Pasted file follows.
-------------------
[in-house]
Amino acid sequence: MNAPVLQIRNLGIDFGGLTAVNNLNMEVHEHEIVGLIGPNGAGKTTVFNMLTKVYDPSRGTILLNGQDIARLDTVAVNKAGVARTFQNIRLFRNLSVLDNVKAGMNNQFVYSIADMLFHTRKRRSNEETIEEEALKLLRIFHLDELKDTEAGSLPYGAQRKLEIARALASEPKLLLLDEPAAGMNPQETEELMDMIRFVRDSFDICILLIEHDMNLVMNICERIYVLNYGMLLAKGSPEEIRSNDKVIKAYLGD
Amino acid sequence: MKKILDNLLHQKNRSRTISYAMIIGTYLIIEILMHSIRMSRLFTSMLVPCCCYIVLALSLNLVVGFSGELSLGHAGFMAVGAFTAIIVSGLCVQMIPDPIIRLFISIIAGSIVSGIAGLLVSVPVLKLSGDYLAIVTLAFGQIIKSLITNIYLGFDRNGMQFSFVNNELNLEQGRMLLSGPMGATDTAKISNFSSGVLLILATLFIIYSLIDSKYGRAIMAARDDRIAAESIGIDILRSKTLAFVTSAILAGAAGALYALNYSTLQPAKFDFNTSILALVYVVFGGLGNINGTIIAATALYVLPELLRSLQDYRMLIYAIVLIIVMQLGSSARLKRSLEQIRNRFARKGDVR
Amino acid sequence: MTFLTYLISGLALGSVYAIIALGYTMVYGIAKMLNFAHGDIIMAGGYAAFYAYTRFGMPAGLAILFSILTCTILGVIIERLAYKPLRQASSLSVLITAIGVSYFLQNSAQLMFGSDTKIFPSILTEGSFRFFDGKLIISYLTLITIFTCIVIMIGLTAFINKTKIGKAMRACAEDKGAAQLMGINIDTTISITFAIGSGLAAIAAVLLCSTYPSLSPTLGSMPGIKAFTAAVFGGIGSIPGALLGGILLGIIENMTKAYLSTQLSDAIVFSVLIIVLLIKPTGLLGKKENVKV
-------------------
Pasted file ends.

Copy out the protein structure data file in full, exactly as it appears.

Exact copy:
[in-house]
Amino acid sequence: MNAPVLQIRNLGIDFGGLTAVNNLNMEVHEHEIVGLIGPNGAGKTTVFNMLTKVYDPSRGTILLNGQDIARLDTVAVNKAGVARTFQNIRLFRNLSVLDNVKAGMNNQFVYSIADMLFHTRKRRSNEETIEEEALKLLRIFHLDELKDTEAGSLPYGAQRKLEIARALASEPKLLLLDEPAAGMNPQETEELMDMIRFVRDSFDICILLIEHDMNLVMNICERIYVLNYGMLLAKGSPEEIRSNDKVIKAYLGD
Amino acid sequence: MKKILDNLLHQKNRSRTISYAMIIGTYLIIEILMHSIRMSRLFTSMLVPCCCYIVLALSLNLVVGFSGELSLGHAGFMAVGAFTAIIVSGLCVQMIPDPIIRLFISIIAGSIVSGIAGLLVSVPVLKLSGDYLAIVTLAFGQIIKSLITNIYLGFDRNGMQFSFVNNELNLEQGRMLLSGPMGATDTAKISNFSSGVLLILATLFIIYSLIDSKYGRAIMAARDDRIAAESIGIDILRSKTLAFVTSAILAGAAGALYALNYSTLQPAKFDFNTSILALVYVVFGGLGNINGTIIAATALYVLPELLRSLQDYRMLIYAIVLIIVMQLGSSARLKRSLEQIRNRFARKGDVR
Amino acid sequence: MTFLTYLISGLALGSVYAIIALGYTMVYGIAKMLNFAHGDIIMAGGYAAFYAYTRFGMPAGLAILFSILTCTILGVIIERLAYKPLRQASSLSVLITAIGVSYFLQNSAQLMFGSDTKIFPSILTEGSFRFFDGKLIISYLTLITIFTCIVIMIGLTAFINKTKIGKAMRACAEDKGAAQLMGINIDTTISITFAIGSGLAAIAAVLLCSTYPSLSPTLGSMPGIKAFTAAVFGGIGSIPGALLGGILLGIIENMTKAYLSTQLSDAIVFSVLIIVLLIKPTGLLGKKENVKV